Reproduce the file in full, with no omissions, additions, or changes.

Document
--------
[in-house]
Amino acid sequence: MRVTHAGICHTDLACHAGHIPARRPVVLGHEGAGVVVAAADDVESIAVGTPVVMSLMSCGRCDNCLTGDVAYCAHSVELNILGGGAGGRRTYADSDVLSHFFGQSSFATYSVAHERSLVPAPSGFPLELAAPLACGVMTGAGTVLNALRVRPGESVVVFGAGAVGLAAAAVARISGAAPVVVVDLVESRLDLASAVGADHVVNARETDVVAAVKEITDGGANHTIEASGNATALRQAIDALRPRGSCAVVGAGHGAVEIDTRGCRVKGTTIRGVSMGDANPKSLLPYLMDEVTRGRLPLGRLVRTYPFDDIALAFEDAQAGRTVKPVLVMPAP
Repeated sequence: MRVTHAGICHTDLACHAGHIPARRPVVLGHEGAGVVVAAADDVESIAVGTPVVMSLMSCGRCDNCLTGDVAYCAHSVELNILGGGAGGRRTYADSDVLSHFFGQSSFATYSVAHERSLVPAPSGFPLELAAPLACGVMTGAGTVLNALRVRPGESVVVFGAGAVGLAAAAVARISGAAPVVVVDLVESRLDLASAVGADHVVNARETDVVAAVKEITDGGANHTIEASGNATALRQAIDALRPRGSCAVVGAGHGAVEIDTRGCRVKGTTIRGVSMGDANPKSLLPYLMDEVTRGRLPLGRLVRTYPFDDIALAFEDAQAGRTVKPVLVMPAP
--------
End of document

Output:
[in-house]
Amino acid sequence: MRVTHAGICHTDLACHAGHIPARRPVVLGHEGAGVVVAAADDVESIAVGTPVVMSLMSCGRCDNCLTGDVAYCAHSVELNILGGGAGGRRTYADSDVLSHFFGQSSFATYSVAHERSLVPAPSGFPLELAAPLACGVMTGAGTVLNALRVRPGESVVVFGAGAVGLAAAAVARISGAAPVVVVDLVESRLDLASAVGADHVVNARETDVVAAVKEITDGGANHTIEASGNATALRQAIDALRPRGSCAVVGAGHGAVEIDTRGCRVKGTTIRGVSMGDANPKSLLPYLMDEVTRGRLPLGRLVRTYPFDDIALAFEDAQAGRTVKPVLVMPAP
Repeated sequence: MRVTHAGICHTDLACHAGHIPARRPVVLGHEGAGVVVAAADDVESIAVGTPVVMSLMSCGRCDNCLTGDVAYCAHSVELNILGGGAGGRRTYADSDVLSHFFGQSSFATYSVAHERSLVPAPSGFPLELAAPLACGVMTGAGTVLNALRVRPGESVVVFGAGAVGLAAAAVARISGAAPVVVVDLVESRLDLASAVGADHVVNARETDVVAAVKEITDGGANHTIEASGNATALRQAIDALRPRGSCAVVGAGHGAVEIDTRGCRVKGTTIRGVSMGDANPKSLLPYLMDEVTRGRLPLGRLVRTYPFDDIALAFEDAQAGRTVKPVLVMPAP